d. said load imposing means having sufficient weight to provide an effective imbalance to the propeller to damage at least the power plant upon actuation thereof.
5. A method for precluding motorized flight of propeller driven aircraft, said method comprising the steps of:
a. engaging a frame partially about the root of a blade of the propeller for unbalancing the propeller;
b. attaching lock bar means to the frame for securing the frame to the root of the blade; and
c. locking the lock bar means to the frame for precluding disengagement of the lock bar means and the frame and precluding removal of the frame from about the root of the blade; whereby the destructive effect of the unbalanced propeller inhibits full power development by the power plant and precludes takeoff of the aircraft.

Since small private aircraft have come into popular use, thefts of such craft have become a serious problem. It is practically impossible, due to the type of ignition and other features of construction of small aircraft, to prevent unauthorized individuals from removing and replacing wires and then operating the aircraft. To solve such problem it has been proposed to apply a mass of predetermined weight to the aircraft propeller in a manner to unbalance it. If the engine is started with the propeller unbalanced severe vibration will result and the craft cannot be flown.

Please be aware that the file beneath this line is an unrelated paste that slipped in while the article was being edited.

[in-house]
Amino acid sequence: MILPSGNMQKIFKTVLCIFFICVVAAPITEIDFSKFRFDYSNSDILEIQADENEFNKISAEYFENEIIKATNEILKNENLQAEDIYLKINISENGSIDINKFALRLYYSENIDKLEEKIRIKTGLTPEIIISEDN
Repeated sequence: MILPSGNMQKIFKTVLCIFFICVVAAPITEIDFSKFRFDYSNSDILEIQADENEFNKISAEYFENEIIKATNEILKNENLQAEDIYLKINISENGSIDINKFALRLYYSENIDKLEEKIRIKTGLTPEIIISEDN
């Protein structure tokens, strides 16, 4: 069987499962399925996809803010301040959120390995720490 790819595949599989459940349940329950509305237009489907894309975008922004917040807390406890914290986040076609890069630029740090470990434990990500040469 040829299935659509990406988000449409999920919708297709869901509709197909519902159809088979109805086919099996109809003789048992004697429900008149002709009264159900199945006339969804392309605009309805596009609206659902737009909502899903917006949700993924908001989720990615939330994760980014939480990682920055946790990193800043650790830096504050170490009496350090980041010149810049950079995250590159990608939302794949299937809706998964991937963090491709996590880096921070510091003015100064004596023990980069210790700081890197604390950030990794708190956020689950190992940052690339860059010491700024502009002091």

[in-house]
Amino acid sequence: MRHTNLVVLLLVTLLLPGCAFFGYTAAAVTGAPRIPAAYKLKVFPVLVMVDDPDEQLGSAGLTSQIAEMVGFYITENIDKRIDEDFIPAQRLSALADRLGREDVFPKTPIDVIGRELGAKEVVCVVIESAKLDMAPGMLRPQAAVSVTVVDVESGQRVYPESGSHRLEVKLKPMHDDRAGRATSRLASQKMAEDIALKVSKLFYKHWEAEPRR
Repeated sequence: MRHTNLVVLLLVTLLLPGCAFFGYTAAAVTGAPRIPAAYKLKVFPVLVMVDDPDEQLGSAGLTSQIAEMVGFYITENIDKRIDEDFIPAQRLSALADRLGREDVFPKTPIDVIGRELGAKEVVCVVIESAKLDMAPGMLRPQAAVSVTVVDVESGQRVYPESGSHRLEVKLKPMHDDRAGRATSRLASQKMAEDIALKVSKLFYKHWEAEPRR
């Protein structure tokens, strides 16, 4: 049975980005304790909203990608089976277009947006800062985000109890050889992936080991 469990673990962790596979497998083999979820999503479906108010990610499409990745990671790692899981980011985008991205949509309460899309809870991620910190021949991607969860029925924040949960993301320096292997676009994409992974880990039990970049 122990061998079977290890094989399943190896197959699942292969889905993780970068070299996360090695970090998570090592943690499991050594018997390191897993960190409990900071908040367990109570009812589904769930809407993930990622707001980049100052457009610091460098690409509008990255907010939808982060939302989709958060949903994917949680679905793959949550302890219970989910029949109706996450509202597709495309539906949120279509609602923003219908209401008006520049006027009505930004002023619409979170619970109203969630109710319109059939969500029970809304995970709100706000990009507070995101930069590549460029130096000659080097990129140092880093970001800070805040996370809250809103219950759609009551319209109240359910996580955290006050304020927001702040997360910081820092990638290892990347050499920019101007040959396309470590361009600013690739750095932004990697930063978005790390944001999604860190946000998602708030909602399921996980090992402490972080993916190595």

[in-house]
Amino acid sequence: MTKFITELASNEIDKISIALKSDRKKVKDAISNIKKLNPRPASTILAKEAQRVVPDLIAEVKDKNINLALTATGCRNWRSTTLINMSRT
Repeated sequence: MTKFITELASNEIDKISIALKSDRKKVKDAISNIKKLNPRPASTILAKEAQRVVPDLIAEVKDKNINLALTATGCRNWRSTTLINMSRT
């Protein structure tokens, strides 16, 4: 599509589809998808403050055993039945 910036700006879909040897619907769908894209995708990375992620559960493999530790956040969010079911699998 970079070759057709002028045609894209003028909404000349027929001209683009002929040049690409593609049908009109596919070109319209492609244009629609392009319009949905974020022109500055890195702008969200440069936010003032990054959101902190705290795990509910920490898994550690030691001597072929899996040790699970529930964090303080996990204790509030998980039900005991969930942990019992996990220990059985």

An object of this invention is to provide an anti-theft device for small private aircraft which will be simple to manufacture and use, economical to purchase and maintain yet effective in the prevention of theft of such aircraft.

Also an object of the invention is to provide an anti-theft device for small private aircraft, the device having a plurality of hingedly connected arcuate sections which may be arranged around a propeller blade at one side of its hub and secured in place to prevent unauthorized removal, the device serving to unbalance the propeller to such an extent that operation of the plane would be hazardous if not impossible.

Another object of the invention is to provide the anti-theft device referred to in the preceding paragraph with a pair of semi-circular sections having a pair of their ends pivotally connected so that the sections may be looped around one blade of an aircraft propeller and the other ends secured by a suitable lock to prevent unauthorized removal, the device then providing an eccentric mass which will unbalance the propeller and prevent safe operation of the aircraft.

A further object is to harden the material of the sections and the lock to a depth to resist cutting with ordinary tools thus increasing the anti-theft qualities of the device.

A still further object of the invention is to provide the device with a warning flag or banner calling attention to the presence of the device and reminding a potential operator of the aircraft that it must be removed before the craft can be safely operated.